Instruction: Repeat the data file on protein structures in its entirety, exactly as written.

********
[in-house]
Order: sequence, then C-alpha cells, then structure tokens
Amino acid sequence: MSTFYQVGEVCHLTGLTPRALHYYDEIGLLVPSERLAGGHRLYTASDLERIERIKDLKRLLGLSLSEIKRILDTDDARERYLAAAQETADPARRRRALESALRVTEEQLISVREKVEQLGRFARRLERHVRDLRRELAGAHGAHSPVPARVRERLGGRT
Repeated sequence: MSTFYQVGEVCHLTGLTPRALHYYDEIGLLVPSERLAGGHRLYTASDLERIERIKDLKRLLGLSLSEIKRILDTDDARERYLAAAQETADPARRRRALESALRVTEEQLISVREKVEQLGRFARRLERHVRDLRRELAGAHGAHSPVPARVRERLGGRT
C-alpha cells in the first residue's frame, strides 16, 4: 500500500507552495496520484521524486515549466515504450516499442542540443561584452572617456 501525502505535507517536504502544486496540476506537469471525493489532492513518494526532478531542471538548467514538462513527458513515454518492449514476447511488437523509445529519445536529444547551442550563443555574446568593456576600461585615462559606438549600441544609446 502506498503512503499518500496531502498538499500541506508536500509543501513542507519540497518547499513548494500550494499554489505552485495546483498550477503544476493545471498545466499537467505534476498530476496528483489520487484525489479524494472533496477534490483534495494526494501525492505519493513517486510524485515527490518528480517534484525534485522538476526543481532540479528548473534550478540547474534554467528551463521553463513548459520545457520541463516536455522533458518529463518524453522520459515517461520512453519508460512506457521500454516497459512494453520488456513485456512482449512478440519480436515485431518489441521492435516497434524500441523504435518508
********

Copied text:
[in-house]
Order: sequence, then C-alpha cells, then structure tokens
Amino acid sequence: MSTFYQVGEVCHLTGLTPRALHYYDEIGLLVPSERLAGGHRLYTASDLERIERIKDLKRLLGLSLSEIKRILDTDDARERYLAAAQETADPARRRRALESALRVTEEQLISVREKVEQLGRFARRLERHVRDLRRELAGAHGAHSPVPARVRERLGGRT
Repeated sequence: MSTFYQVGEVCHLTGLTPRALHYYDEIGLLVPSERLAGGHRLYTASDLERIERIKDLKRLLGLSLSEIKRILDTDDARERYLAAAQETADPARRRRALESALRVTEEQLISVREKVEQLGRFARRLERHVRDLRRELAGAHGAHSPVPARVRERLGGRT
C-alpha cells in the first residue's frame, strides 16, 4: 500500500507552495496520484521524486515549466515504450516499442542540443561584452572617456 501525502505535507517536504502544486496540476506537469471525493489532492513518494526532478531542471538548467514538462513527458513515454518492449514476447511488437523509445529519445536529444547551442550563443555574446568593456576600461585615462559606438549600441544609446 502506498503512503499518500496531502498538499500541506508536500509543501513542507519540497518547499513548494500550494499554489505552485495546483498550477503544476493545471498545466499537467505534476498530476496528483489520487484525489479524494472533496477534490483534495494526494501525492505519493513517486510524485515527490518528480517534484525534485522538476526543481532540479528548473534550478540547474534554467528551463521553463513548459520545457520541463516536455522533458518529463518524453522520459515517461520512453519508460512506457521500454516497459512494453520488456513485456512482449512478440519480436515485431518489441521492435516497434524500441523504435518508